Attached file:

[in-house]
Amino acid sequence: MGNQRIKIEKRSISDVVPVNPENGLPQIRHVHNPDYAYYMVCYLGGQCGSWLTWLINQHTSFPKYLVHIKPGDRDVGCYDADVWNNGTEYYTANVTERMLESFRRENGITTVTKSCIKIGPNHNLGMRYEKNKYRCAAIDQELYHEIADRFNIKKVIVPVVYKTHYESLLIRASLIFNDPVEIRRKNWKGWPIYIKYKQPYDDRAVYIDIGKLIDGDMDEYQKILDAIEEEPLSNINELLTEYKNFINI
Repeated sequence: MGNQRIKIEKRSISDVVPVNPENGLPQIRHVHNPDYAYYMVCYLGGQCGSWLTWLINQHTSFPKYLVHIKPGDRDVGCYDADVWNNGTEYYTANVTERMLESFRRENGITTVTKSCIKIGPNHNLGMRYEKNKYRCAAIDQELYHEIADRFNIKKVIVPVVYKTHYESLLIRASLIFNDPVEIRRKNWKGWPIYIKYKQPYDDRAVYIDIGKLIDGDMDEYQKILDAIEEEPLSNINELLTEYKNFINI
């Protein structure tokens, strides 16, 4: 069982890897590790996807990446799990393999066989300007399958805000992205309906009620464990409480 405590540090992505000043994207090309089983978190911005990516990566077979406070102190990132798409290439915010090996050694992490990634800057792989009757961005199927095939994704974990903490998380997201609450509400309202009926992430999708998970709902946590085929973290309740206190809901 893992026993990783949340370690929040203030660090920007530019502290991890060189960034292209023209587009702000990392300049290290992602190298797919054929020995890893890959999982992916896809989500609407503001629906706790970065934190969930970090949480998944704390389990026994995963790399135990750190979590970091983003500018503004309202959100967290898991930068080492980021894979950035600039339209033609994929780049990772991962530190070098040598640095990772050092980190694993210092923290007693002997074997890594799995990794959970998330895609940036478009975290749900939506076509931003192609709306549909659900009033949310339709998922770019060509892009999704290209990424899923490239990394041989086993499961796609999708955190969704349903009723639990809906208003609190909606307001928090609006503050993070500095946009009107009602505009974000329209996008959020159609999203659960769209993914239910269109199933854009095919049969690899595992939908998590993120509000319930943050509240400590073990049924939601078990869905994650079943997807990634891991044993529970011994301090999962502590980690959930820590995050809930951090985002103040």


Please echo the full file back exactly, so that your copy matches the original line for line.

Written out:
[in-house]
Amino acid sequence: MGNQRIKIEKRSISDVVPVNPENGLPQIRHVHNPDYAYYMVCYLGGQCGSWLTWLINQHTSFPKYLVHIKPGDRDVGCYDADVWNNGTEYYTANVTERMLESFRRENGITTVTKSCIKIGPNHNLGMRYEKNKYRCAAIDQELYHEIADRFNIKKVIVPVVYKTHYESLLIRASLIFNDPVEIRRKNWKGWPIYIKYKQPYDDRAVYIDIGKLIDGDMDEYQKILDAIEEEPLSNINELLTEYKNFINI
Repeated sequence: MGNQRIKIEKRSISDVVPVNPENGLPQIRHVHNPDYAYYMVCYLGGQCGSWLTWLINQHTSFPKYLVHIKPGDRDVGCYDADVWNNGTEYYTANVTERMLESFRRENGITTVTKSCIKIGPNHNLGMRYEKNKYRCAAIDQELYHEIADRFNIKKVIVPVVYKTHYESLLIRASLIFNDPVEIRRKNWKGWPIYIKYKQPYDDRAVYIDIGKLIDGDMDEYQKILDAIEEEPLSNINELLTEYKNFINI
């Protein structure tokens, strides 16, 4: 069982890897590790996807990446799990393999066989300007399958805000992205309906009620464990409480 405590540090992505000043994207090309089983978190911005990516990566077979406070102190990132798409290439915010090996050694992490990634800057792989009757961005199927095939994704974990903490998380997201609450509400309202009926992430999708998970709902946590085929973290309740206190809901 893992026993990783949340370690929040203030660090920007530019502290991890060189960034292209023209587009702000990392300049290290992602190298797919054929020995890893890959999982992916896809989500609407503001629906706790970065934190969930970090949480998944704390389990026994995963790399135990750190979590970091983003500018503004309202959100967290898991930068080492980021894979950035600039339209033609994929780049990772991962530190070098040598640095990772050092980190694993210092923290007693002997074997890594799995990794959970998330895609940036478009975290749900939506076509931003192609709306549909659900009033949310339709998922770019060509892009999704290209990424899923490239990394041989086993499961796609999708955190969704349903009723639990809906208003609190909606307001928090609006503050993070500095946009009107009602505009974000329209996008959020159609999203659960769209993914239910269109199933854009095919049969690899595992939908998590993120509000319930943050509240400590073990049924939601078990869905994650079943997807990634891991044993529970011994301090999962502590980690959930820590995050809930951090985002103040």